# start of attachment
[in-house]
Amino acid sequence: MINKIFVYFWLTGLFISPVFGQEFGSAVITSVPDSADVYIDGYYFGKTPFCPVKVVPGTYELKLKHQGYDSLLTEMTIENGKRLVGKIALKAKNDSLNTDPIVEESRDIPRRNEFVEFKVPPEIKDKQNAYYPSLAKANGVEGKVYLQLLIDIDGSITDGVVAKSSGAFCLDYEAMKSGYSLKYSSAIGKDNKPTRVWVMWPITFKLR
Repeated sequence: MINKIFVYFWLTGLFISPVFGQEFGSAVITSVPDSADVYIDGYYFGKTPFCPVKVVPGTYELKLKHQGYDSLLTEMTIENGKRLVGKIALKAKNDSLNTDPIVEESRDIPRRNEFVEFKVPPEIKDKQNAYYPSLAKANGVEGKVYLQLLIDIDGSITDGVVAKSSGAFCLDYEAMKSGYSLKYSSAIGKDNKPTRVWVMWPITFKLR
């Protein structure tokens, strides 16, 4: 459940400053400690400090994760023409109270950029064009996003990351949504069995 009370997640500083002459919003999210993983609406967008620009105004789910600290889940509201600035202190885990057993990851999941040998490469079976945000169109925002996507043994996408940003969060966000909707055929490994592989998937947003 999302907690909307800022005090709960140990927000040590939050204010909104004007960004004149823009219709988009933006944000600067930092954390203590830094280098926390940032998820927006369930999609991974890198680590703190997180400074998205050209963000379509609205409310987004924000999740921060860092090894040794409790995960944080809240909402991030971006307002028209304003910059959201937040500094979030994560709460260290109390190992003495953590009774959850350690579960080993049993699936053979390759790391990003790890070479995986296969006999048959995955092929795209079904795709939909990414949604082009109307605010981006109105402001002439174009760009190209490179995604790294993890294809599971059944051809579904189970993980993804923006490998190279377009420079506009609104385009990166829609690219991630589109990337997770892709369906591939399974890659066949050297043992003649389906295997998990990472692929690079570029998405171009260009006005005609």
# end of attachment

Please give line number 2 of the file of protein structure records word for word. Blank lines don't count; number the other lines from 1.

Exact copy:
Amino acid sequence: MINKIFVYFWLTGLFISPVFGQEFGSAVITSVPDSADVYIDGYYFGKTPFCPVKVVPGTYELKLKHQGYDSLLTEMTIENGKRLVGKIALKAKNDSLNTDPIVEESRDIPRRNEFVEFKVPPEIKDKQNAYYPSLAKANGVEGKVYLQLLIDIDGSITDGVVAKSSGAFCLDYEAMKSGYSLKYSSAIGKDNKPTRVWVMWPITFKLR